Stanford dropout launches smart loading dock solution

Smart loading dock tech automatically verifies freight as it enters the factory, warehouse or distribution center. 

In the summer of 2019 Sam Lurye, a young entrepreneur, dropped out of Stanford and embarked on a logistics tour across America, where he visited every warehouse, distribution center and factory that would grant him entry. His trip included stops at auto plants in Detroit, and an elevator factory in South Carolina.

“I always loved learning behind the scenes,” says the 22-year old Lurye, who started his first company, an online dating app, when he was in high school.

Logistics in particular presented “a really interesting optimization problem” for the former electrical engineering major. What became apparent during his cross-country expedition, he explained, “is the loading dock is a common denominator across all these companies, where they still have a lot of manual tasks, it’s still extremely unsafe and is really a bottleneck for the entire supply chain.”

Fresh from that experience, Lurye in December 2019 launched Kargo, a smart loading dock solution that automatically verifies freight as it enters the factory, warehouse or distribution center.  

Describing how the system works, Lurye said sensing modules equipped with cameras are installed on-site, where the autonomous system scans shipping tags and compares them with the advanced shipping notice (ASN), a document that provides detailed information about a pending delivery. 

If there are any discrepancies, Kargo will identify them, Lurye said.

“We provide verification.and peace of mind by telling you what actually came into the facility and how that compares to what was supposed to be.”

Especially with the disruption caused by COVID-19, companies are managing large amounts of inventory and rapidly changing demand. “So if you have a factory or warehouse, you have to automatically verify what’s come in or trust the supplier,” Lurye explains.

The system also can be used to track safety performance on the dock, where industrial accidents are common and concerns about COVID-19 protocols run high. Cognizant of privacy concerns, Lurye says Kargo only records “the things the company wants us to.”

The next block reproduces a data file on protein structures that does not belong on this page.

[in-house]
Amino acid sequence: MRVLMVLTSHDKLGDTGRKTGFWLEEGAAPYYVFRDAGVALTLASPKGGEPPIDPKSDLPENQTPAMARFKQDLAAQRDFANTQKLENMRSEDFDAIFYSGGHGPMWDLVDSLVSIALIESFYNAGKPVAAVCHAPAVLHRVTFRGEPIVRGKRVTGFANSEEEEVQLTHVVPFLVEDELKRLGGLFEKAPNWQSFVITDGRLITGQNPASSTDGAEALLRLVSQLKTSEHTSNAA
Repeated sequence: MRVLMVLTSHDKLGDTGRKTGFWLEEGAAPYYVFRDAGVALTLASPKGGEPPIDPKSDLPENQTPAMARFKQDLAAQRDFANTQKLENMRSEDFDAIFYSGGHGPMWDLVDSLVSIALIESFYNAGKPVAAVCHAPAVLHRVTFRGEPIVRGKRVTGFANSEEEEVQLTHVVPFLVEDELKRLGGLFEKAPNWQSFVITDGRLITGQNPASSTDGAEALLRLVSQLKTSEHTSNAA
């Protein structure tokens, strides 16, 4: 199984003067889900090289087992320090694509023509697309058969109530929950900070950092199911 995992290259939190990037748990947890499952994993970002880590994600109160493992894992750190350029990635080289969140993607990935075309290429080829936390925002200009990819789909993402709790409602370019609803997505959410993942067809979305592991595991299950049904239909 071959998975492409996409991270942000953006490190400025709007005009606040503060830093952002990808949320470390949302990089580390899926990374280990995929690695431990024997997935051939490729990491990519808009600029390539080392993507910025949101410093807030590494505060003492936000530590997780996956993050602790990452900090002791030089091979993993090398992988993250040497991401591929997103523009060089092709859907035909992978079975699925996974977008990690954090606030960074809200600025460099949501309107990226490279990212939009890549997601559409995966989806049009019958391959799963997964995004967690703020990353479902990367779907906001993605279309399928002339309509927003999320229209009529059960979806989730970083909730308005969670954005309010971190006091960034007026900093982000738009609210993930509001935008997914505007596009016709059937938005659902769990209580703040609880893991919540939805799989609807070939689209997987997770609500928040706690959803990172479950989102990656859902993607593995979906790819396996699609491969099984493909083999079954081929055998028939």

Asked how the system differs from modern TMS platforms that also track freight, Lurye points to data as the differentiator. While some of the new Internet of Things entrants do have their own freight-tracking hardware, many visibility platforms rely on “the same underlying TMS or ERP” system with “the same mediocre data manually inputted every time,” he asserted.

Drawing a contrast with those platforms, Lurye said Kargo “actually has hardware on the docks.”

If Kargo does have a symbiotic relationship with new visibility providers, Lurye said, it’s “because they are going to need better data,” and “that’s what we’re providing.”

Kargo has raised capital from several investors, including Hanover Technology Investment Management, and is focusing now on building out its team, aiming to double its 10- person headcount by the end of the year. The startup does have a fully commercialized product, and claims among its customers one of the original equipment manufacturers, helping manage close to 1,000 different trucks that unload material every day, according to Lurye.

Dropping out of college isn’t a comment on the value of higher education, Lurye added.

“I had a phenomenal three years at Stanford, but I have a deep conviction about the future of logistics. We’re going to be seeing massive shifts in the next 10 to 20 years, and I wanted to be a part of that.”

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